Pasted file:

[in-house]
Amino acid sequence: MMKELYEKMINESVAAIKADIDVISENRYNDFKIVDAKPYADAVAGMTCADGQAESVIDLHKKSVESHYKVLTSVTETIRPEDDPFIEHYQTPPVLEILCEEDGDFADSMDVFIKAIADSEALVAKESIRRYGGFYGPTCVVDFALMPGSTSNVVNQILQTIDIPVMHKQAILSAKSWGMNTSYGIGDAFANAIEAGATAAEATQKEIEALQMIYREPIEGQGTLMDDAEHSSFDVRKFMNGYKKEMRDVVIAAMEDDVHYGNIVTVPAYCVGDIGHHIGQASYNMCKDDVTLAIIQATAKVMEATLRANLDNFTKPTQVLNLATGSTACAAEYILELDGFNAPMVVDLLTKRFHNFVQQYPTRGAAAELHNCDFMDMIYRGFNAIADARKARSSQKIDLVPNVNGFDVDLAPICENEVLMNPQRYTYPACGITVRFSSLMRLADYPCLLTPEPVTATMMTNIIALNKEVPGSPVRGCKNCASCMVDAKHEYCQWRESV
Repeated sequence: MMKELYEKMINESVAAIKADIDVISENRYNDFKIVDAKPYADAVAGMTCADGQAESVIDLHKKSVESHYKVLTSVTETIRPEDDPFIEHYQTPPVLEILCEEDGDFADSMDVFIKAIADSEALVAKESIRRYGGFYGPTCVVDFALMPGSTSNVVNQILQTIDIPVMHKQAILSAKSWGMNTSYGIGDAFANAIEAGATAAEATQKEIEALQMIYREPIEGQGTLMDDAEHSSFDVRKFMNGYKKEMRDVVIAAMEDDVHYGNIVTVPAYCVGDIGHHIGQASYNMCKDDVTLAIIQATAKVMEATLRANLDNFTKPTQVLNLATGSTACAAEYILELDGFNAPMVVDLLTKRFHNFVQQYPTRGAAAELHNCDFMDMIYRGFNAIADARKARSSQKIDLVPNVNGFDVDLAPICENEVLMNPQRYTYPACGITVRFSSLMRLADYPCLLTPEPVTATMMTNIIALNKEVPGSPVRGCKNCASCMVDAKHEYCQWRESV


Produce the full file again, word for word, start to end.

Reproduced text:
[in-house]
Amino acid sequence: MMKELYEKMINESVAAIKADIDVISENRYNDFKIVDAKPYADAVAGMTCADGQAESVIDLHKKSVESHYKVLTSVTETIRPEDDPFIEHYQTPPVLEILCEEDGDFADSMDVFIKAIADSEALVAKESIRRYGGFYGPTCVVDFALMPGSTSNVVNQILQTIDIPVMHKQAILSAKSWGMNTSYGIGDAFANAIEAGATAAEATQKEIEALQMIYREPIEGQGTLMDDAEHSSFDVRKFMNGYKKEMRDVVIAAMEDDVHYGNIVTVPAYCVGDIGHHIGQASYNMCKDDVTLAIIQATAKVMEATLRANLDNFTKPTQVLNLATGSTACAAEYILELDGFNAPMVVDLLTKRFHNFVQQYPTRGAAAELHNCDFMDMIYRGFNAIADARKARSSQKIDLVPNVNGFDVDLAPICENEVLMNPQRYTYPACGITVRFSSLMRLADYPCLLTPEPVTATMMTNIIALNKEVPGSPVRGCKNCASCMVDAKHEYCQWRESV
Repeated sequence: MMKELYEKMINESVAAIKADIDVISENRYNDFKIVDAKPYADAVAGMTCADGQAESVIDLHKKSVESHYKVLTSVTETIRPEDDPFIEHYQTPPVLEILCEEDGDFADSMDVFIKAIADSEALVAKESIRRYGGFYGPTCVVDFALMPGSTSNVVNQILQTIDIPVMHKQAILSAKSWGMNTSYGIGDAFANAIEAGATAAEATQKEIEALQMIYREPIEGQGTLMDDAEHSSFDVRKFMNGYKKEMRDVVIAAMEDDVHYGNIVTVPAYCVGDIGHHIGQASYNMCKDDVTLAIIQATAKVMEATLRANLDNFTKPTQVLNLATGSTACAAEYILELDGFNAPMVVDLLTKRFHNFVQQYPTRGAAAELHNCDFMDMIYRGFNAIADARKARSSQKIDLVPNVNGFDVDLAPICENEVLMNPQRYTYPACGITVRFSSLMRLADYPCLLTPEPVTATMMTNIIALNKEVPGSPVRGCKNCASCMVDAKHEYCQWRESV